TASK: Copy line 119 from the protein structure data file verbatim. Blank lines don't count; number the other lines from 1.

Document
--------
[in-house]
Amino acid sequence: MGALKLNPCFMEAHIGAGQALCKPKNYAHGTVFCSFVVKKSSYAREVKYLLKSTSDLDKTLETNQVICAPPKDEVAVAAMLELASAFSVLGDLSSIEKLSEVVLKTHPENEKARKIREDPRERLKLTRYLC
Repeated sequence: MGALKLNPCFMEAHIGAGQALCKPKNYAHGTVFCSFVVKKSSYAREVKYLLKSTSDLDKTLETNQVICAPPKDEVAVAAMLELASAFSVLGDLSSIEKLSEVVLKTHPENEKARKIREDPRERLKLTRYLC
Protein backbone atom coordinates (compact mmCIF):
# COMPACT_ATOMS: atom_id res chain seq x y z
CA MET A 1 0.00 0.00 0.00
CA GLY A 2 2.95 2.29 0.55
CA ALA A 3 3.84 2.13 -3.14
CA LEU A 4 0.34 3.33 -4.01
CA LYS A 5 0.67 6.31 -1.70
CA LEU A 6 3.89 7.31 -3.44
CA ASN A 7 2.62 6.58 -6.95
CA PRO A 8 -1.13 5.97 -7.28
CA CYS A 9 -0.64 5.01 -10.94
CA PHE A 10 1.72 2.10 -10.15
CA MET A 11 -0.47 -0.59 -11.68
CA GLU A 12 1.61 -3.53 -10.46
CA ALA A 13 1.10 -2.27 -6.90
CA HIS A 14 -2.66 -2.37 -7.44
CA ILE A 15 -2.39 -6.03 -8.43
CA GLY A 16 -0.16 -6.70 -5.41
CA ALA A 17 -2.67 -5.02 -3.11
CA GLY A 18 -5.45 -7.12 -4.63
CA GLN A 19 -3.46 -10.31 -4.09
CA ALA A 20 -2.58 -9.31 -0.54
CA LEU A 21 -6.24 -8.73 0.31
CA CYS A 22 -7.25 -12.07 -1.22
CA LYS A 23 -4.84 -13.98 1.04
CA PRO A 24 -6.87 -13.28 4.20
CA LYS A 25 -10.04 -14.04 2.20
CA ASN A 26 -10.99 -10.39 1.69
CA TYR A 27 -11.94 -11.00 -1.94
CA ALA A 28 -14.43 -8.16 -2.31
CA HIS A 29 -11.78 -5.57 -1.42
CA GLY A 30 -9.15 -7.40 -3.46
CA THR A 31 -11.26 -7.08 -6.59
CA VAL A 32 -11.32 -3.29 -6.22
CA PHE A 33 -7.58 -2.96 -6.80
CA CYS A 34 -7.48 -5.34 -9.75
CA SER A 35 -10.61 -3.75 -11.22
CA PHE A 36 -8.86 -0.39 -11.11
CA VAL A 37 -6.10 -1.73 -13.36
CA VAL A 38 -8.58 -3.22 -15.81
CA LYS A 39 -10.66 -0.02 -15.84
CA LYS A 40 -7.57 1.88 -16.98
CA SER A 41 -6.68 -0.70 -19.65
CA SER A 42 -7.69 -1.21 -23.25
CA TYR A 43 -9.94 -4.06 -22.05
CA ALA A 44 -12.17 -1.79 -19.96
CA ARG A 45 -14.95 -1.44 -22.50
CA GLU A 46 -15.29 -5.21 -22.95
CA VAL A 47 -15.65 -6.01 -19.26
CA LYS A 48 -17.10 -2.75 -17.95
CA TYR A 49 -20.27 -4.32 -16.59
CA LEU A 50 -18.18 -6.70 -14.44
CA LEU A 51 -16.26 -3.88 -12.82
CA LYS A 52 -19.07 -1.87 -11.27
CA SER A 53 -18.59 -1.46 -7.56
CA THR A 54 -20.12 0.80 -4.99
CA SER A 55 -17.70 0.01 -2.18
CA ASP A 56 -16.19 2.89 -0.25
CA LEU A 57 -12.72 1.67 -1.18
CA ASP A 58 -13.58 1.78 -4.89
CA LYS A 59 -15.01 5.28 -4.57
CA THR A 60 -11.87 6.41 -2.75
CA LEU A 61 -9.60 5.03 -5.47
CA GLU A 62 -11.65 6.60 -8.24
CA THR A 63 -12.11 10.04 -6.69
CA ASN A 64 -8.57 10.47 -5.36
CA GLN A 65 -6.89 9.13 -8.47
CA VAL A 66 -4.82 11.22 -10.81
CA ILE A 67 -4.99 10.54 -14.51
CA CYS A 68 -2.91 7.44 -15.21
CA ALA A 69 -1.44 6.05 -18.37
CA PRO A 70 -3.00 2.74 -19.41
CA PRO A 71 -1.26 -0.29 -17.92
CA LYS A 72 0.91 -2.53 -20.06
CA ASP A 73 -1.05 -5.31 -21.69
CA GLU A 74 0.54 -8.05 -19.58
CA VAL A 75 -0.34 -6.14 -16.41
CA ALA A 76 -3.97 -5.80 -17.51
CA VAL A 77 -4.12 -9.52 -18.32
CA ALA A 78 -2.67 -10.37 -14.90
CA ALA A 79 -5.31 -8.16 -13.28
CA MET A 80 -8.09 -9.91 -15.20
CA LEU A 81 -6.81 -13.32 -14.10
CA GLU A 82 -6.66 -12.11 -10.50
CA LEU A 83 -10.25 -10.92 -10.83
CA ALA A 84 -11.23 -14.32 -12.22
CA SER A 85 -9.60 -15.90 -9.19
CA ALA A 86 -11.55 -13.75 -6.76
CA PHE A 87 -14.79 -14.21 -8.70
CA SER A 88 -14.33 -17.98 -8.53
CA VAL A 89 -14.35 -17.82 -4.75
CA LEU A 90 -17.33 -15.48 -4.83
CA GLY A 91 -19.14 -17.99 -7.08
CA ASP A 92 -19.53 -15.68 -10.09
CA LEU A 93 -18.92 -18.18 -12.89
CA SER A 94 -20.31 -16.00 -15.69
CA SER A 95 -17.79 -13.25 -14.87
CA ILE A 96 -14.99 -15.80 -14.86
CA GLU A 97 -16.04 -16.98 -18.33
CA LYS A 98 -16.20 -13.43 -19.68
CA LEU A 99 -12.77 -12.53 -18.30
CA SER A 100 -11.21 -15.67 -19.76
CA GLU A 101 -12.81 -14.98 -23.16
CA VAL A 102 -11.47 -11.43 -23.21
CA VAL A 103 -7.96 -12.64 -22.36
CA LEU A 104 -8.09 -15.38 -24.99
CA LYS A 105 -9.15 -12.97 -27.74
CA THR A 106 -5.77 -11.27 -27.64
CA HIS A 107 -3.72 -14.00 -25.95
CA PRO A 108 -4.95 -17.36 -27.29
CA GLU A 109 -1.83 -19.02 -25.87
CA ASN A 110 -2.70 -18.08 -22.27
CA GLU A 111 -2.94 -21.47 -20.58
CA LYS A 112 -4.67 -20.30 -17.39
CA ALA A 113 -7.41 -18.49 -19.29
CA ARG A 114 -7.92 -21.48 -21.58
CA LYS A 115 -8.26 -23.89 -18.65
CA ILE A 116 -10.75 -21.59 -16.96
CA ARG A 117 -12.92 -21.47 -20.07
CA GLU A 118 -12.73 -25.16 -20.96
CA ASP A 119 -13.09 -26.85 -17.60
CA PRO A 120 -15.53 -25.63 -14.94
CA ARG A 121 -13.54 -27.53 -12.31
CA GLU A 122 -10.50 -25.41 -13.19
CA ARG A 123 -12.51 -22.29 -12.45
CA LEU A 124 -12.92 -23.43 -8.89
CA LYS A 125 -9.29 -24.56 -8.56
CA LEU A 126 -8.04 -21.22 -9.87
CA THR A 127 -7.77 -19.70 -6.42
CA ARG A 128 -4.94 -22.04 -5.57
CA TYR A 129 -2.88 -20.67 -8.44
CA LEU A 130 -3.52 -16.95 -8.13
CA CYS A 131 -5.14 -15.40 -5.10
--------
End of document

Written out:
CA ARG A 114 -7.92 -21.48 -21.58